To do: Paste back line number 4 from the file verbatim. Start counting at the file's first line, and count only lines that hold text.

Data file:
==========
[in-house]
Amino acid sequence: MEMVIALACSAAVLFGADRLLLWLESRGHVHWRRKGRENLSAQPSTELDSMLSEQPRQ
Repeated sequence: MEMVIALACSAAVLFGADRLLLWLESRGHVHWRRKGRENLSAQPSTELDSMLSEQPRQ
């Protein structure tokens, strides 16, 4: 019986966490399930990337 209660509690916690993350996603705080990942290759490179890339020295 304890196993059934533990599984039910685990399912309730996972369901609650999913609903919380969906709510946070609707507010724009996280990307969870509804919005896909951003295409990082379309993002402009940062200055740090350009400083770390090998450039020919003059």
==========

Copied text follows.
């Protein structure tokens, strides 16, 4: 019986966490399930990337 209660509690916690993350996603705080990942290759490179890339020295 304890196993059934533990599984039910685990399912309730996972369901609650999913609903919380969906709510946070609707507010724009996280990307969870509804919005896909951003295409990082379309993002402009940062200055740090350009400083770390090998450039020919003059």